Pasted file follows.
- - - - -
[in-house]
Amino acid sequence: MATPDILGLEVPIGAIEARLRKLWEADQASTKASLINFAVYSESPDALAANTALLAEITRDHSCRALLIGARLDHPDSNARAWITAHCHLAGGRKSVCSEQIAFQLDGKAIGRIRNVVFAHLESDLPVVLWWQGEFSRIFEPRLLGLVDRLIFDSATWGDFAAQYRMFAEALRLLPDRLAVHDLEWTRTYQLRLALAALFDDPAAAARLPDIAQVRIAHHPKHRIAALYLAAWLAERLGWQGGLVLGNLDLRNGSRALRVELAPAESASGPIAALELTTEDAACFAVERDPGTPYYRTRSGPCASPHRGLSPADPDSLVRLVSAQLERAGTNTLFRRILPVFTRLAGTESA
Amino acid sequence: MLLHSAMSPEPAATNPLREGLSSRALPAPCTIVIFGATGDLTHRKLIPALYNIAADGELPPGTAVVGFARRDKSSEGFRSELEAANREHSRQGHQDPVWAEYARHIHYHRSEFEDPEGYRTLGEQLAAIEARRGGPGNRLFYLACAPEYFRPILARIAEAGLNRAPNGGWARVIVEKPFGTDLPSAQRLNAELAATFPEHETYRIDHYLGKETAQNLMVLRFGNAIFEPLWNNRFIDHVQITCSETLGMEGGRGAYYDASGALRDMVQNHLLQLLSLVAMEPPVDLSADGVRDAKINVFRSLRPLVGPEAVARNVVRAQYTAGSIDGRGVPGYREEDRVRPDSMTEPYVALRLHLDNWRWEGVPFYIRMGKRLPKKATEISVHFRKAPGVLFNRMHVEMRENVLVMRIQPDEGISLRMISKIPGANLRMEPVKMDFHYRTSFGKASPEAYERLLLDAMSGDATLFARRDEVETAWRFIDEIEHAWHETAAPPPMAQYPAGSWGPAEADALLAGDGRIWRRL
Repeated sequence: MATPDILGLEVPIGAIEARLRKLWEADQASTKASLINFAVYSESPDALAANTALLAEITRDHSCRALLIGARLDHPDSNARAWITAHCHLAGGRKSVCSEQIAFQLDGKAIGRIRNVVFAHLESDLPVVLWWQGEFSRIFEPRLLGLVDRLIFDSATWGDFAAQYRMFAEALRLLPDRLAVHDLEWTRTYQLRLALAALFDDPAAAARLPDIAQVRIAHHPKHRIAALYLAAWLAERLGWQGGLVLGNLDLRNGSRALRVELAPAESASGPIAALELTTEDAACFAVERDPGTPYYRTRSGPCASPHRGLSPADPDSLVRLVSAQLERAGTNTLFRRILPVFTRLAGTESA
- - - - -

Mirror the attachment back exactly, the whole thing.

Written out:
[in-house]
Amino acid sequence: MATPDILGLEVPIGAIEARLRKLWEADQASTKASLINFAVYSESPDALAANTALLAEITRDHSCRALLIGARLDHPDSNARAWITAHCHLAGGRKSVCSEQIAFQLDGKAIGRIRNVVFAHLESDLPVVLWWQGEFSRIFEPRLLGLVDRLIFDSATWGDFAAQYRMFAEALRLLPDRLAVHDLEWTRTYQLRLALAALFDDPAAAARLPDIAQVRIAHHPKHRIAALYLAAWLAERLGWQGGLVLGNLDLRNGSRALRVELAPAESASGPIAALELTTEDAACFAVERDPGTPYYRTRSGPCASPHRGLSPADPDSLVRLVSAQLERAGTNTLFRRILPVFTRLAGTESA
Amino acid sequence: MLLHSAMSPEPAATNPLREGLSSRALPAPCTIVIFGATGDLTHRKLIPALYNIAADGELPPGTAVVGFARRDKSSEGFRSELEAANREHSRQGHQDPVWAEYARHIHYHRSEFEDPEGYRTLGEQLAAIEARRGGPGNRLFYLACAPEYFRPILARIAEAGLNRAPNGGWARVIVEKPFGTDLPSAQRLNAELAATFPEHETYRIDHYLGKETAQNLMVLRFGNAIFEPLWNNRFIDHVQITCSETLGMEGGRGAYYDASGALRDMVQNHLLQLLSLVAMEPPVDLSADGVRDAKINVFRSLRPLVGPEAVARNVVRAQYTAGSIDGRGVPGYREEDRVRPDSMTEPYVALRLHLDNWRWEGVPFYIRMGKRLPKKATEISVHFRKAPGVLFNRMHVEMRENVLVMRIQPDEGISLRMISKIPGANLRMEPVKMDFHYRTSFGKASPEAYERLLLDAMSGDATLFARRDEVETAWRFIDEIEHAWHETAAPPPMAQYPAGSWGPAEADALLAGDGRIWRRL
Repeated sequence: MATPDILGLEVPIGAIEARLRKLWEADQASTKASLINFAVYSESPDALAANTALLAEITRDHSCRALLIGARLDHPDSNARAWITAHCHLAGGRKSVCSEQIAFQLDGKAIGRIRNVVFAHLESDLPVVLWWQGEFSRIFEPRLLGLVDRLIFDSATWGDFAAQYRMFAEALRLLPDRLAVHDLEWTRTYQLRLALAALFDDPAAAARLPDIAQVRIAHHPKHRIAALYLAAWLAERLGWQGGLVLGNLDLRNGSRALRVELAPAESASGPIAALELTTEDAACFAVERDPGTPYYRTRSGPCASPHRGLSPADPDSLVRLVSAQLERAGTNTLFRRILPVFTRLAGTESA